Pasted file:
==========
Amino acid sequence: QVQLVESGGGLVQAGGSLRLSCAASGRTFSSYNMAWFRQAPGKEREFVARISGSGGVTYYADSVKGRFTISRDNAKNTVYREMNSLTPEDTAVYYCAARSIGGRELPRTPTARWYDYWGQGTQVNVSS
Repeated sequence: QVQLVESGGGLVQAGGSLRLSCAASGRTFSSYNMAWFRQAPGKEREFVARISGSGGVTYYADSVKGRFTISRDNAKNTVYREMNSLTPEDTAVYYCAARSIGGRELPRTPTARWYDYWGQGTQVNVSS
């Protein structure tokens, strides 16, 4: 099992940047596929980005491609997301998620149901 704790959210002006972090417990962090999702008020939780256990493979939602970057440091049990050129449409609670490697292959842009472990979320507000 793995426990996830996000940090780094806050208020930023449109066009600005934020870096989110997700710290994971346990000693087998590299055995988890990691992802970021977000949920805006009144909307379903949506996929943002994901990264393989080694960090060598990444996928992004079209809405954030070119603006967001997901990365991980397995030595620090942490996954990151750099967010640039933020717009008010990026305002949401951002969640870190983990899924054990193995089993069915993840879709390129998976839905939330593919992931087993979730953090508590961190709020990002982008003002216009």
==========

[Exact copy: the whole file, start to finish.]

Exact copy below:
Amino acid sequence: QVQLVESGGGLVQAGGSLRLSCAASGRTFSSYNMAWFRQAPGKEREFVARISGSGGVTYYADSVKGRFTISRDNAKNTVYREMNSLTPEDTAVYYCAARSIGGRELPRTPTARWYDYWGQGTQVNVSS
Repeated sequence: QVQLVESGGGLVQAGGSLRLSCAASGRTFSSYNMAWFRQAPGKEREFVARISGSGGVTYYADSVKGRFTISRDNAKNTVYREMNSLTPEDTAVYYCAARSIGGRELPRTPTARWYDYWGQGTQVNVSS
């Protein structure tokens, strides 16, 4: 099992940047596929980005491609997301998620149901 704790959210002006972090417990962090999702008020939780256990493979939602970057440091049990050129449409609670490697292959842009472990979320507000 793995426990996830996000940090780094806050208020930023449109066009600005934020870096989110997700710290994971346990000693087998590299055995988890990691992802970021977000949920805006009144909307379903949506996929943002994901990264393989080694960090060598990444996928992004079209809405954030070119603006967001997901990365991980397995030595620090942490996954990151750099967010640039933020717009008010990026305002949401951002969640870190983990899924054990193995089993069915993840879709390129998976839905939330593919992931087993979730953090508590961190709020990002982008003002216009």